Sipani, and most especially its moist and fragrant Old Quarter, was full of thieves. They were a constant annoyance, like midges in summer. Also muggers, robbers, burglars, cutpurses, cutthroats, thugs, murderers, strong-arm men, spivs, swindlers, gamblers, bookies, moneylenders, rakes, beggars, tricksters, pimps, pawnshop owners, crooked merchants, not to mention accountants and lawyers. Lawyers were the worst of the crowd, as far as Friendly was concerned. Sometimes it seemed that no one in Sipani made anything, exactly. They all seemed to be working their hardest to rip it from someone else. — From “Tough Times All Over,” by Joe Abercrombie, appearing in Rogues

Like many Internet-dwelling Song of Ice and Fire fans, I have at least a passing familiarity with George RR Martin’s blog, so I saw the many announcements about the release of his and Gardner Dozois’s new 2014 anthology Rogues. Although big multivolume epic novels are usually my format of choice, I sought out a copy of this anthology both because of the number of my favorite authors whose worlds made cameo appearances (most notably Patrick Rothfuss, Neil Gaiman and Martin himself), and because I’ve had a soft spot for rogues ever since building my first D&D character (3rd edition, 2001, a half-elven woman who stole 50 gold pieces from another PC in her first session. My geek roots run past sociology and novel-writing).

I’ll confess up front, I didn’t read every story in this anthology: if a story didn’t grab me in the first five pages, I was apt to skim it or skip it altogether. But even using that cherry-picking method (I probably read about half of the 21 tales), I found several stories here that impressed me, and not just those from authors whose names I recognized. I’ll be looking to read more from Joe Abercrombie, Gillian Flynn, Scott Lynch and Daniel Abraham based on the stories they contributed to this anthology. And by the time I got to the end of the book and GRRM’s 35-page historical account of Targaryen history (which I, as a history geek and amateur genealogist, thoroughly enjoyed), I’d noticed a common element to the secondary-world offerings that I liked: they all did a very good job of presenting a complete setting in a comparatively small space.

For me, Gaiman’s story was an example of how not to do this. He wrote in an existing universe (the underground world of London Below from Neverwhere) and although I’ve read the novel, it was too distant in my memory to allow me to link the faint bells the story was ringing with the larger context of the world. Rothfuss’s story, on the other hand, largely avoided attempted tie-ins to the larger world it was drawn from and kept its focus on a few characters and a self-contained plot.

The stories that particularly impressed me in this regard, though (even more than Abercrombie’s, despite the quote that starts this post) were Lynch’s “A Year and a Day in Old Theradane” and Abraham’s “The Meaning of Love.” I felt that each author did a very good job of establishing a unique and interesting setting, and that Lynch was particularly skilled at doing this while also introducing us to some compelling characters. After rereading both stories with an eye to how they did it, I’ve come to the following conclusions for those who want to world-build on a limited scale:

  1. Keep it small. Both Lynch and Abraham tell stories set in a single metropolitan location, and for the most part in one or two spots within that location. There are allusions to the larger world in which the city sits, hints enough to make us believe that the authors could tell us more if we asked. I was particularly fond of this quote from Lynch’s story, where the roguish protagonist is laying out her credentials: “I stole the sound of the sunrise and the tears of a shark. I borrowed a book from the library of Hazar and didn’t return it. I crossed the Labyrinth of the Death Spiders in Moraska TWICE!” (p.248). I suspect Lynch could probably tell us more about these deeds, just like he could about the backstories of the rest of his crew of ex-thieves, but he chooses not to. In this anthology, he tells a story about a thieving crew in retirement, and about Theradane. Which brings me to my second point.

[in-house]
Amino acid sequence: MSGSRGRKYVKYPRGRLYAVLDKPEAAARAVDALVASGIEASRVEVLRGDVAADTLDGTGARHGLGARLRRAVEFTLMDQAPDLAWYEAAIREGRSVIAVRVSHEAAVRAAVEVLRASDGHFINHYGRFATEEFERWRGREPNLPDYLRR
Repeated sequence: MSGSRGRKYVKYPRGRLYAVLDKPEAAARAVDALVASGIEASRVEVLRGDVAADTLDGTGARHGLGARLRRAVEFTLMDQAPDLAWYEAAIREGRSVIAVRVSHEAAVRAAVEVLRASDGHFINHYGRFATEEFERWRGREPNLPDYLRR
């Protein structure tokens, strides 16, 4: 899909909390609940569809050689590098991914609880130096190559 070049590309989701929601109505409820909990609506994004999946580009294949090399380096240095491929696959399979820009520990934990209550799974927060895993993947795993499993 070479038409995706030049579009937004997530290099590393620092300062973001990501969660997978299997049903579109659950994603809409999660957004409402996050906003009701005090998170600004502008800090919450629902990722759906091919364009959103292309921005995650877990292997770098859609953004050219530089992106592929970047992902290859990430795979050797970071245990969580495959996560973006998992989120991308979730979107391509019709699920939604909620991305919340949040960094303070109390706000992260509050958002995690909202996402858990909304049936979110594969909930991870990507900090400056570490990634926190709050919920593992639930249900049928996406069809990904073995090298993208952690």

2. Make your setting a protagonist. Both stories do this in spades. Abraham’s setting, the unincorporated Sovereign North Bank (with a relationship to the larger city around it a bit like Vatican City’s relationship to Rome, if Vatican City were a wretched hive of scum and villainy), gets the first two pages of a 30-page story all to itself; we don’t meet the human protagonist, Asa, until the top of Page 3, and further city description takes the first paragraph of almost every new scene. Even more important, both Abraham and Lynch tie the characters’ goals in with the aspects of the setting that they want readers to remember. In Abraham’s story, Asa’s goal is to free a young woman from being sold into a life of slavery; both her status as chattel and his freedom to use any methods available to hand come from the fact that the Sovereign North Bank is “an autonomous zone where the law protected and enforced lawlessness” (370). Lynch’s city, Theradane, is ruled by a loosely aligned wizard parliament and offers a unique sanctuary/citizen program for lawbreakers: “Pay a vast sum to the Parliament of Strife, retire to Theradane, and don’t practice any of the habits that got you in trouble outside the city. Ever.” (253) Unsurprisingly, the first thing we learn about Lynch’s heroes is that they’re retired criminals; the first thing to happen to them in the story forces them out of retirement. Thus, my third point.
  3. Hook us quickly. This almost goes without saying, but I’m going to say it anyway. In a novel, especially a fat novel like the ones I typically read, I’m often willing to read for 50 pages before putting the book down. I usually give a short story 2 pages, maybe 3. In Theradane, the first thing we see is the main character pausing before the soul-bound statues of those who crossed the wizards’ parliament and weren’t able to gain sanctuary, paying her respects to an old comrade and possible love interest. In Sovereign North Bank, the first thing we learn about Asa is that he’s secretly in love with the fugitive prince who’s sharing his tiny room. These are characters with things to gain and things to lose, and I was eager to read on in both cases.

So, that’s what I learned from my sampling of the Rogues anthology. I’ll definitely keep these thoughts in mind as I return to the age-old question of Whether I Should Attempt to Write Short Stories In My Setting. I’d recommend the book, too, and particularly the stories above. With 21 stories, there’s bound to be something that catches your fancy.